Caribbean were dominated by
colonialism and imperialism.
The struggle against the color
line was a fight for political
independence and self-determi
nation.
As we face the dawn of a new
century a new color line defines
the realities of the 'Third World.
With the processes of globaliza
tion and corporate expansion
ism the economic dynamics of
exploitation have been even
more intense than a century
ago. 'The information revolution
in computer technology has
transformed the very character
of production, eliminating mil
lions ofjobs.
As devastating as these
processes have been for black
people throughout the African
diaspora and inside the ghettoes
of the United States, it has also
been very destructive to millions
of Europeans and white
Americans. Increasingly, white
middle America is suffering
from economic stagnation and
the loss of jobs which can actu
ally support families. There are
growing social problems in
white communities which
Daniel Patrick Moynihan had
previously identified as the
“social pathology” of the urban
ghetto. Now one witnesses in
millions of white households
growing rates of unemployment,
out-of-wedlock childbirth, and
drug dependency. Even in the
Republican Party, growing
numbers of white working class
people have expressed their
social alienation from the poli
cies of those in power. However,
the U.S. political system is not
designed to permit working
class opposition to express itself
through third parties.
We are entering a new politi
cal period where the old reali
ties of race and class in the U.S.
and globally are being trans
formed before our very eyes.
The majority of non-white peo
ple in the U.S. by the year 2010
will no longer be African
Americans. The old binary sys
tem of race which defined black
and white alike is rapidly com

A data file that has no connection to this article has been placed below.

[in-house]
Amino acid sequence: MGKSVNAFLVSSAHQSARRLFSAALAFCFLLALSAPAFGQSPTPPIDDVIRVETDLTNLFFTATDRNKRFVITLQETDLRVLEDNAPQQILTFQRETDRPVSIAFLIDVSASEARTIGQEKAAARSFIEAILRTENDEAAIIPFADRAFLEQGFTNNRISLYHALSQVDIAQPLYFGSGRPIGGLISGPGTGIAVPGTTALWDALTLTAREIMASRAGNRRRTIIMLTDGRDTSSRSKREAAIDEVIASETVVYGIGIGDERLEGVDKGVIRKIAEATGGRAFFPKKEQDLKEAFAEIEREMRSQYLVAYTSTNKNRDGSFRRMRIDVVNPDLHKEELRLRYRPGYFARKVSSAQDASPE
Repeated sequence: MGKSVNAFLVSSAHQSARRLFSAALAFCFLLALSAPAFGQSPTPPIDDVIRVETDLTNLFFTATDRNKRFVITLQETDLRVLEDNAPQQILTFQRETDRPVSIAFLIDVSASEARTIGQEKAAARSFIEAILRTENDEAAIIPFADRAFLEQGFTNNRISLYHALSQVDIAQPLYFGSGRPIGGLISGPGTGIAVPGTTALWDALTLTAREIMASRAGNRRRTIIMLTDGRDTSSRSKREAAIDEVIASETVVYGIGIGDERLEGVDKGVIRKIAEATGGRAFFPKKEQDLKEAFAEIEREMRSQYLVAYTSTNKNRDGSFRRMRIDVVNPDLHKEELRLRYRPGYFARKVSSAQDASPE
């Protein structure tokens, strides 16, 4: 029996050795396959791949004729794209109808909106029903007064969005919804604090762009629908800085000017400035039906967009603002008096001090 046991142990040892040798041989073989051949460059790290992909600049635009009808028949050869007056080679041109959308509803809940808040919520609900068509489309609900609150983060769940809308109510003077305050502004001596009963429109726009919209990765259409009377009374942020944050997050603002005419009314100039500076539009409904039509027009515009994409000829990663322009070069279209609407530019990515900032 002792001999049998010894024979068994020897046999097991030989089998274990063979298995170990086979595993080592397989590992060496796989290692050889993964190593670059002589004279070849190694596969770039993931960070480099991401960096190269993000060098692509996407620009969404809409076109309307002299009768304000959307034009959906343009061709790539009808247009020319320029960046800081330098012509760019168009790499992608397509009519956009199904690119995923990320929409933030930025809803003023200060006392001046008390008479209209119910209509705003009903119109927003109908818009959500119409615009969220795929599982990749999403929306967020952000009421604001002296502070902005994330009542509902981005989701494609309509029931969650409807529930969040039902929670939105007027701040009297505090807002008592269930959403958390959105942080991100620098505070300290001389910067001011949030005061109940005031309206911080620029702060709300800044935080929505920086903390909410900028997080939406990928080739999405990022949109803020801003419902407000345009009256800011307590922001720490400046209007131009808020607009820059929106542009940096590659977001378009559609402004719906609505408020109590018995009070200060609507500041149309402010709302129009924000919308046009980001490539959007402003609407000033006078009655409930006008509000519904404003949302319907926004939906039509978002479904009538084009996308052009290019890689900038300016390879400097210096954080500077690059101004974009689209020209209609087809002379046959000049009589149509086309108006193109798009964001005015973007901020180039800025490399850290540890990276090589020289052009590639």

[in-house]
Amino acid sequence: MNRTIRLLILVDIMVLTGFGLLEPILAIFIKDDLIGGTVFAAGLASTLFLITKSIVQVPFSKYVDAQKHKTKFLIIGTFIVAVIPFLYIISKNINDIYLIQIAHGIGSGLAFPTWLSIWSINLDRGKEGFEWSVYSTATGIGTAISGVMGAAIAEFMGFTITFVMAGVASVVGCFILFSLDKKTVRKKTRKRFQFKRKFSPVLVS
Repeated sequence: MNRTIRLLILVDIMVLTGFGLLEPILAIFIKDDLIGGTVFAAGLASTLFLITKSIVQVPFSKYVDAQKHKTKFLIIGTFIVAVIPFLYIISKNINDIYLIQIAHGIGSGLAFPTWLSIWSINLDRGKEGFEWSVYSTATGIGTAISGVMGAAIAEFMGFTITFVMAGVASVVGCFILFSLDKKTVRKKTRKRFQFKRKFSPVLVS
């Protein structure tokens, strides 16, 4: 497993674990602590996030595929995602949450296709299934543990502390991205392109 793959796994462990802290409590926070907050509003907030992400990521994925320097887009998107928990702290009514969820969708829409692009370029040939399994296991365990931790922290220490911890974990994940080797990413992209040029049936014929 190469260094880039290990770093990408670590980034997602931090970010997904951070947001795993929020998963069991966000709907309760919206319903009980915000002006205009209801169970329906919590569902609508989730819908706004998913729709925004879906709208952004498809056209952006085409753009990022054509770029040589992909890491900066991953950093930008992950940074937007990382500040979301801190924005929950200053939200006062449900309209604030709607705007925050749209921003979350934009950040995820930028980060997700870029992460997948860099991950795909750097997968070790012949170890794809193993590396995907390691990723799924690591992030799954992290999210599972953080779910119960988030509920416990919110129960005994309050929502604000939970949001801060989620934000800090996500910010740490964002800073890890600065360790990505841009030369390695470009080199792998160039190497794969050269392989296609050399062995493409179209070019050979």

ing to an end. This process of
cultural and ethnic reconfigura
tion is also occurring in many
other countries as well
The government has recog
nized the dangers of these
changes in racial and ethnic
identities and has attempted to
steer the discussion toward safe
boundaries. The concept
“Hispanic” was established by
the Federal government as an
official ethnic category less than
30 years ago. The Bureau of the
Census is contemplating the
creation of a “multicultural” cat
egory in effect to subdivide com
munities of African descent. The
debates about racial and ethnic
terms illustrate that “race” still
has terrible and destructive
power within American society.
But accurately defined, the real
ity of race expresses itself most
clearly and fundamentally as
the pervasive reality of inequali
ty - the imequal distribution of
resources, food, shelter, educa
tion, employment and power.
During the civil rights move
ment, African American
activists contemplated the poli
tics of social change as an effort
to gain access to the socio-eco
nomic mainstream of American
society. In the period of the new
color line facing the 21st centu
ry the objectives of our struggle
must be changed. The main
struggle is to redefine the politi
cal project we call “America.”
MANNING MARABLE is a pro
fessor and author.